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Real-time Detection of Surgeon Stress Level During Laparoscopic Training

Yi Zheng, Grey Leonard, Ann Majewicz Fey


Laparoscopic surgery is a new surgical technique which has the advantages of less large open wounds and less pain or discomfort. It helps decrease the patient’s recovery time. Surgical stress during the operation is commonly experienced by the surgeons and has a negative effect on their surgical performance and patient safety. The purpose of this study is to find a framework for a real-time and objective detection of the stress levels in conjunction with an assessment of performance using the kinematic data.


30 medical students were recruited for the study and were randomized into control and stressed group. Each subject was asked to complete a six-minute peg transfer drill on a simulation hardware (FLS trainer). The control group proceed while hearing normal vital signs. The stress group performed under a period of progressively deteriorating vital signs with a particular increase in intensity beginning at the three-minute mark. The moderator also simultaneously provided feedback to the illusory anesthesiologist and nurse circulator of the increased danger of the dummy patient. The movement of hands were recorded and streamed using electromagnetic trackers mounted on the handles of tools (3D positional data).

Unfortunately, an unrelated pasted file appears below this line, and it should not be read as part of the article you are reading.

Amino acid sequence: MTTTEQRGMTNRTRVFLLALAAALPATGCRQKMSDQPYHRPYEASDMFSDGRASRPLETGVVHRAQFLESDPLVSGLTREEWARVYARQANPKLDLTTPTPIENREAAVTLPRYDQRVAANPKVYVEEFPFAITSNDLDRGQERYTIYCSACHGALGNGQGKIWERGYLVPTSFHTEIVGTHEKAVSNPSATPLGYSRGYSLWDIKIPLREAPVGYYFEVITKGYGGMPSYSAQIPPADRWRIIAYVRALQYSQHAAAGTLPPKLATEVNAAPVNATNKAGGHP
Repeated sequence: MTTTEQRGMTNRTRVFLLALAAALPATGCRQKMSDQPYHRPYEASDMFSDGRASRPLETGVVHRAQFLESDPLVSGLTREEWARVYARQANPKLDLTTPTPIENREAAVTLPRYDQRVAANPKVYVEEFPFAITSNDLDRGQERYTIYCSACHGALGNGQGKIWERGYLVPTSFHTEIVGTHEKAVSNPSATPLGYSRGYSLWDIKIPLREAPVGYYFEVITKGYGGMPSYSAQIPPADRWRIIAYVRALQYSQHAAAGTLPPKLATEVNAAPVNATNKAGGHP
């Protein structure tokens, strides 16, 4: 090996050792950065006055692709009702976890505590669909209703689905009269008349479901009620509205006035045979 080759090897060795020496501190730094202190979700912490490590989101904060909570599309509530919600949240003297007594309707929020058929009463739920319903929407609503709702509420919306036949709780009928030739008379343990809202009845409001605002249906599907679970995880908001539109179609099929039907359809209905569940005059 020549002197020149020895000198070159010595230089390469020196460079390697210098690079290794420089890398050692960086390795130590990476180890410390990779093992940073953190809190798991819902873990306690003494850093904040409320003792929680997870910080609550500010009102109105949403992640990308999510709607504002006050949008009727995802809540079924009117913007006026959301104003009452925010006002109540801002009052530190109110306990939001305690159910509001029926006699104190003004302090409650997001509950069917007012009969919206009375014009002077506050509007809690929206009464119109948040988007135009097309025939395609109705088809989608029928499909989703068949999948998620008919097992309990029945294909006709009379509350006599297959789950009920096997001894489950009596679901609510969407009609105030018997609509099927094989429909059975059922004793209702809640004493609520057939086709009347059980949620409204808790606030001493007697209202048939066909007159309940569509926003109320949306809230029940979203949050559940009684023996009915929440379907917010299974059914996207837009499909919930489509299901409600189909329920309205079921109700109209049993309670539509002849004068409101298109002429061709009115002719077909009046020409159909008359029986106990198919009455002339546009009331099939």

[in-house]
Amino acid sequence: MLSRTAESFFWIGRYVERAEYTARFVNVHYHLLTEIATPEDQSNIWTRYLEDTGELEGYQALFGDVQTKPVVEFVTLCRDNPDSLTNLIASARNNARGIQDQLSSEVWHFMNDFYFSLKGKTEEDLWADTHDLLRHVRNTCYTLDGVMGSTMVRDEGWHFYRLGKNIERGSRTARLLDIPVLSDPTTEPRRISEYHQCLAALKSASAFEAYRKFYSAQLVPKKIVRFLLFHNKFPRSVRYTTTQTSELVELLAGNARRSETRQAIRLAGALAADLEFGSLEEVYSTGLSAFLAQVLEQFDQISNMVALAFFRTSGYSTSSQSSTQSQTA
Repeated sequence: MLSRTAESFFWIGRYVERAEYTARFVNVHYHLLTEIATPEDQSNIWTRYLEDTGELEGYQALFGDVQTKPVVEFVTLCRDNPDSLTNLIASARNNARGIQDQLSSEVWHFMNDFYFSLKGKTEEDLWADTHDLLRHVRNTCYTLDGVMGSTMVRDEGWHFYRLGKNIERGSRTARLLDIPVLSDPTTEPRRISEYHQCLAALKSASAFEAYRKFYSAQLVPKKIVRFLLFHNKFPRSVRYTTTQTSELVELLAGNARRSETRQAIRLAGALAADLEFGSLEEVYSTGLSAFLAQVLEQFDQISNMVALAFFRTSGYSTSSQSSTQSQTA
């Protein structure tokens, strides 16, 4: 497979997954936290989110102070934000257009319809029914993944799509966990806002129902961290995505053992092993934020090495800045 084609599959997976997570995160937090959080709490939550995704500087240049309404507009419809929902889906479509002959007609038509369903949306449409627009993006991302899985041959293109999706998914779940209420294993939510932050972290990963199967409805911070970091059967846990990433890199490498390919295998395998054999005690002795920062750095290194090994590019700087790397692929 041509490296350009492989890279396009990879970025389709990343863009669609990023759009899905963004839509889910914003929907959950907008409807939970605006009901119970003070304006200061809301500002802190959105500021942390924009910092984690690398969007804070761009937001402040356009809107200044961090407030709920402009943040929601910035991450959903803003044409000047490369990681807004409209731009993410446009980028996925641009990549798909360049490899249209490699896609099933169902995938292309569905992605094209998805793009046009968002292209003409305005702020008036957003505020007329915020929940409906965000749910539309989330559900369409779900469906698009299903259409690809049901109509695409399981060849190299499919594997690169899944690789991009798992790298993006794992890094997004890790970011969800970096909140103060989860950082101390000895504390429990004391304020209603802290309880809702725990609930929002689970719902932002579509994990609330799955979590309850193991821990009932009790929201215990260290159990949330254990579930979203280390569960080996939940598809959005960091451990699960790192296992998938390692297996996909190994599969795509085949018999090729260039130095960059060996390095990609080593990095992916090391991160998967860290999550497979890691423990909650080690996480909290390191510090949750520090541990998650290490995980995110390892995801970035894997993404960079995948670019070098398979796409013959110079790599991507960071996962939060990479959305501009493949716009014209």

The data of control group was annotated as stress level 0. The data of the first and second halves of stressed group was annotated as stress level 1 and 2, respectively. A LSTM Classifier was trained by using the recorded movement data to detect the stress levels. The data was framed into 60-sample windows with a 50% overlap. We used the Leave-One-Participant-Out cross-validation method (LOPO) to test the classifier and got an overall F1 score of 0.8630(0.011).


This study showed the feasibility of using kinematic data to objectively detect the stress level experienced by the surgeons during laparoscopic training. And the proposed method can serve as a groundwork for the stress detection in robotic surgical training (da Vinci System) in which the kinematic data can be streamed directly.